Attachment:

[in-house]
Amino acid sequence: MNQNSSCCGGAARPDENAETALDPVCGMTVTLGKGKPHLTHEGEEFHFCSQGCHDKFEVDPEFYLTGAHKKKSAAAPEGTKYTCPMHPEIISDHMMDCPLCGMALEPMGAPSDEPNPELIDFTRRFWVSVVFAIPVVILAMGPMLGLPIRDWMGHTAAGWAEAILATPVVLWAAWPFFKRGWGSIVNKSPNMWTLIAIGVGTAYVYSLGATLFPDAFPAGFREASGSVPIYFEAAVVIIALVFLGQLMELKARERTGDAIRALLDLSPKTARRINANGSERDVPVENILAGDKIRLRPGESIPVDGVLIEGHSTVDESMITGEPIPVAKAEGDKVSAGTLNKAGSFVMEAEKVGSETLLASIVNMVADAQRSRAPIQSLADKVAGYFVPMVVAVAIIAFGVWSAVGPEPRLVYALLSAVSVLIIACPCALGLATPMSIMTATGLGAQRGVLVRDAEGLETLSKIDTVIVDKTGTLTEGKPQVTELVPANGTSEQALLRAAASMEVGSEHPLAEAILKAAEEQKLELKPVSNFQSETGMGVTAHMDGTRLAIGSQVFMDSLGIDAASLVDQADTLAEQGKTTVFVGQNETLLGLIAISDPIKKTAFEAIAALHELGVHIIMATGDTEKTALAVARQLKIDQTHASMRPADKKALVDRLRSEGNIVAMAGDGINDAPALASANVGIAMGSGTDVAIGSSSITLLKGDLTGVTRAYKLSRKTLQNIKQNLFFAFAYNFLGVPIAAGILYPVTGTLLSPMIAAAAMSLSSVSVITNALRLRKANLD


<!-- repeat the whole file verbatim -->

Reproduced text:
[in-house]
Amino acid sequence: MNQNSSCCGGAARPDENAETALDPVCGMTVTLGKGKPHLTHEGEEFHFCSQGCHDKFEVDPEFYLTGAHKKKSAAAPEGTKYTCPMHPEIISDHMMDCPLCGMALEPMGAPSDEPNPELIDFTRRFWVSVVFAIPVVILAMGPMLGLPIRDWMGHTAAGWAEAILATPVVLWAAWPFFKRGWGSIVNKSPNMWTLIAIGVGTAYVYSLGATLFPDAFPAGFREASGSVPIYFEAAVVIIALVFLGQLMELKARERTGDAIRALLDLSPKTARRINANGSERDVPVENILAGDKIRLRPGESIPVDGVLIEGHSTVDESMITGEPIPVAKAEGDKVSAGTLNKAGSFVMEAEKVGSETLLASIVNMVADAQRSRAPIQSLADKVAGYFVPMVVAVAIIAFGVWSAVGPEPRLVYALLSAVSVLIIACPCALGLATPMSIMTATGLGAQRGVLVRDAEGLETLSKIDTVIVDKTGTLTEGKPQVTELVPANGTSEQALLRAAASMEVGSEHPLAEAILKAAEEQKLELKPVSNFQSETGMGVTAHMDGTRLAIGSQVFMDSLGIDAASLVDQADTLAEQGKTTVFVGQNETLLGLIAISDPIKKTAFEAIAALHELGVHIIMATGDTEKTALAVARQLKIDQTHASMRPADKKALVDRLRSEGNIVAMAGDGINDAPALASANVGIAMGSGTDVAIGSSSITLLKGDLTGVTRAYKLSRKTLQNIKQNLFFAFAYNFLGVPIAAGILYPVTGTLLSPMIAAAAMSLSSVSVITNALRLRKANLD